Six Nations, Akwesasne, Chippewas of Kettle and Stony Point confirm first COVID-19 cases

Three people have tested positive for COVID-19 in two different communities in southern Ontario.

Two people tested positive in Six Nations of the Grand River and one person was confirmed to have the virus in Chippewas of Kettle and Stony Point First Nation.

“We know we couldn’t stop it from being here. It’s here,” Mark Hill, elected chief of Six Nations, said on Sunday.

“We can however stop it from spreading, because being around people is how it travels. Stay home. Connect with your family and friends by phone or social media and stop gathering in groups.”

Ohsweken Public Health began tracing and reaching out to those who had contact with both individuals, Hill said.

The Mohawk community of Akwesasne also confirmed one person tested positive.

Akwesasne is split by the Canada-U.S. border straddling Ontario and New York.

In a joint statement, Saint Regis Mohawk Tribe and the Mohawk Council of Akwesasne didn’t say which side of the border the positive case was found, but the Franklin County Public Health Department in the U.S. said it was investigating.

The statement also said that their community member who tested positive was in quarantine and receiving follow-up care.

The novel coronavirus has hit New York State with 59,513 positive cases. There were only six in Franklin county as of Sunday afternoon, however.


(Cars pass through the border crossing at Akwesasne. Photo: APTN)

The Chippewas of Kettle and Stony Point said that the person who tested positive in the community received treatment and that their close contacts had been told to self-isolate.

“With the announcement yesterday of a community member testing positive and the increased spread of COVID-19 in our county, it’s with humble heart that I come to you and appeal to you to stay home, shelter in place and don’t travel,” said Kettle and Stony Point Chief Jason Henry in a video update on Sunday.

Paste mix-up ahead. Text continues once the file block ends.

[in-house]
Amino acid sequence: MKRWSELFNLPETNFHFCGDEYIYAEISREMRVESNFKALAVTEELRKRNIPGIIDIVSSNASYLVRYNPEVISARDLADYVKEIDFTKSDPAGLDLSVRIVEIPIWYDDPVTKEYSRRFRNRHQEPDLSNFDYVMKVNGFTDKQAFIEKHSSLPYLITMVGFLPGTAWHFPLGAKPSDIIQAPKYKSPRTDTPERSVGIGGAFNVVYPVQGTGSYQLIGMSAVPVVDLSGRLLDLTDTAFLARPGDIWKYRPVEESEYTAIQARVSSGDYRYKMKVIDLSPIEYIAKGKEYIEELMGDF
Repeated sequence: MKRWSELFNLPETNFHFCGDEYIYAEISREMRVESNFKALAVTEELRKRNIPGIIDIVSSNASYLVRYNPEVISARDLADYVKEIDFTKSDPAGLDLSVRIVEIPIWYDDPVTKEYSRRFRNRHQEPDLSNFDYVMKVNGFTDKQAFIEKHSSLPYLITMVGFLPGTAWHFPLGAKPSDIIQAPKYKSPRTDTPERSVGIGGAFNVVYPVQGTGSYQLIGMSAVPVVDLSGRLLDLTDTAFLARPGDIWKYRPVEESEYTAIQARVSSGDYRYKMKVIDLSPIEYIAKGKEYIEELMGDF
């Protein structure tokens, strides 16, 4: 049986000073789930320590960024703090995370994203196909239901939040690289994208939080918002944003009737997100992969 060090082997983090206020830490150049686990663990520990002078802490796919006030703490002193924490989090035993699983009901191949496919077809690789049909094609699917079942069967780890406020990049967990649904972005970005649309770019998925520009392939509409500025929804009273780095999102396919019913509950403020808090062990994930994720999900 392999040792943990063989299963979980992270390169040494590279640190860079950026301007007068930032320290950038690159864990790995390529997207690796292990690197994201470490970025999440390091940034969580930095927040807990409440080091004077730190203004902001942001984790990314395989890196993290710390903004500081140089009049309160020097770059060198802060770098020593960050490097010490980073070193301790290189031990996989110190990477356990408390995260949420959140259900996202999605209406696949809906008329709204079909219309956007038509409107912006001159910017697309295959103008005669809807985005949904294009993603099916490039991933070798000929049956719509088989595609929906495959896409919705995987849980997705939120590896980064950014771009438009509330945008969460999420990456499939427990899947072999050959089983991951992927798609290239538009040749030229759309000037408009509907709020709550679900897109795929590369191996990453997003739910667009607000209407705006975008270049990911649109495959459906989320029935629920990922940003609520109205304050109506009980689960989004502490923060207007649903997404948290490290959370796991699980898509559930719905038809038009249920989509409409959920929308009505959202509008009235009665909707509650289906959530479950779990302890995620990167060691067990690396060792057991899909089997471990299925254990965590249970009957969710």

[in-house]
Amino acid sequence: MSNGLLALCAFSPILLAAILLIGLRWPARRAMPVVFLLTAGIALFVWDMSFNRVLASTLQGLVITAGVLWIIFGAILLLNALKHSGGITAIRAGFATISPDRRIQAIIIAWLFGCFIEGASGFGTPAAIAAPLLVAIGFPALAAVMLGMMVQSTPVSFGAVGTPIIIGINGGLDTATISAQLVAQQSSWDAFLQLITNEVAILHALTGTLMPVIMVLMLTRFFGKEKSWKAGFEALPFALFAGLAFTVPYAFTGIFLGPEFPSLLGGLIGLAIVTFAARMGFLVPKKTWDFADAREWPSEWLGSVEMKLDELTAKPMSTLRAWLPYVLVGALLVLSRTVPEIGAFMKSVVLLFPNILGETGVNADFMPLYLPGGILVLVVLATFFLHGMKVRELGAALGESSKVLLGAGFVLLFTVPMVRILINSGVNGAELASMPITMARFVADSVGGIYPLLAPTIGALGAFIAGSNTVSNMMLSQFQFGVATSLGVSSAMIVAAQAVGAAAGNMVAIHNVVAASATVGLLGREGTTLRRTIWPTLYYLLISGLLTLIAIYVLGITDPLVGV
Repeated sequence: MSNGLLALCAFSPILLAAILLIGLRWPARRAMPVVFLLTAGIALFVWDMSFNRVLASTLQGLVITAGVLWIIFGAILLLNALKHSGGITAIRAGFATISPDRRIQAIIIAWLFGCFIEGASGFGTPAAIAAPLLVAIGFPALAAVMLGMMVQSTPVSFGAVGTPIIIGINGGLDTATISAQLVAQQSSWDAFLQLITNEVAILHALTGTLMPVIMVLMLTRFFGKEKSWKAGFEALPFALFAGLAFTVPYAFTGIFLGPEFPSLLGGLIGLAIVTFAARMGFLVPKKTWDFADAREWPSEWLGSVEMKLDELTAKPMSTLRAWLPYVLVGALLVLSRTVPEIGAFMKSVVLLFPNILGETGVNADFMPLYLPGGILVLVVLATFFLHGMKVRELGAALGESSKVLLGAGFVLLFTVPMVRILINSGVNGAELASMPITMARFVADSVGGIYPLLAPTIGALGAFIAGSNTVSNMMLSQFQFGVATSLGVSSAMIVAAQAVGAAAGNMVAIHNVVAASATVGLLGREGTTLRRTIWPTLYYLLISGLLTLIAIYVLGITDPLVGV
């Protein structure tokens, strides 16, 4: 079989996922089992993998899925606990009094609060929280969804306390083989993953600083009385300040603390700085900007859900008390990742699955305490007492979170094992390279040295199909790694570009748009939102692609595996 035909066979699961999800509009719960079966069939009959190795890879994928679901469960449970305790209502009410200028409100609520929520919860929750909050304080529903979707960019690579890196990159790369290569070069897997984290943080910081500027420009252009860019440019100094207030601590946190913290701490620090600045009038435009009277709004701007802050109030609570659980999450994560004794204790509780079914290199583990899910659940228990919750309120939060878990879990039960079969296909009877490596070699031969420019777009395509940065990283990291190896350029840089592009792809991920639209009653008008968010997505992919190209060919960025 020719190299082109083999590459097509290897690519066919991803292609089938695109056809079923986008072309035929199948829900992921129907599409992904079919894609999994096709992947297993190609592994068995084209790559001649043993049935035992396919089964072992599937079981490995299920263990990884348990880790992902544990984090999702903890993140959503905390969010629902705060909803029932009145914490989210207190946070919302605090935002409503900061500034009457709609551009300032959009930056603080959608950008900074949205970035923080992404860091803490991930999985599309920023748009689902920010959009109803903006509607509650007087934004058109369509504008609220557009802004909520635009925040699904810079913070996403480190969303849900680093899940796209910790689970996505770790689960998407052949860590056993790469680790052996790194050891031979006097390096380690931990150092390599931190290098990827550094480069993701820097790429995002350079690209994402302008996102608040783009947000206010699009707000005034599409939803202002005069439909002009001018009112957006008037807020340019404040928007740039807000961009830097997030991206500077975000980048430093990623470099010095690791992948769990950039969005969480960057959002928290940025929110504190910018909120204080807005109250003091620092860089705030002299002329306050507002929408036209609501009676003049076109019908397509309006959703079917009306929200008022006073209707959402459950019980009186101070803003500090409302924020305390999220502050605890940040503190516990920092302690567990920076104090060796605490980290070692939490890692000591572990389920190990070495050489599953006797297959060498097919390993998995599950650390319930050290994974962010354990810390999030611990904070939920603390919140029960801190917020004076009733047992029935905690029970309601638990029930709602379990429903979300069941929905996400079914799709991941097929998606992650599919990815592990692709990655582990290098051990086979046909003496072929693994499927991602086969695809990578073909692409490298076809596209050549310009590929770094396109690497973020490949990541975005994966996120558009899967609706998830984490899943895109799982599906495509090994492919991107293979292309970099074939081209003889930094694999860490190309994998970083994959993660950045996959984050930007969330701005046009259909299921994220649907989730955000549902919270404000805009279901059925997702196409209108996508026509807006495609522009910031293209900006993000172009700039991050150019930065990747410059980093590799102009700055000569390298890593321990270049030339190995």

All three communities are relatively close to urban centres and the U.S. border. Both Six Nations and Kettle and Stony Point are putting in new measures to restrict travel through their territories.

“We’ve been seeking legal advice, working with the police, working with our lawyers, working with the Anishinabek Nation, Chiefs of Ontario to try and find a good way to close the community to some degree,” Henry added.

The Lake Huron community also asked cottagers to stay home, closed roads and set up screening booths to limit travel through the territory.

“The fact is that many First Nations people have compromised health and limited access to health care. Our community relies on the tourist industry to support our economy but this decision was made to protect lives,” the community posted to its Facebook page.

Six Nations announced similar measures.

“Starting next week,” Hill said on Sunday, “we will be conducting checkpoints at our community entrances. This marks a drastic increase in our COVID-19 prevention efforts and also provides an opportunity for our front-line workers to monitor those entering and exiting our community.”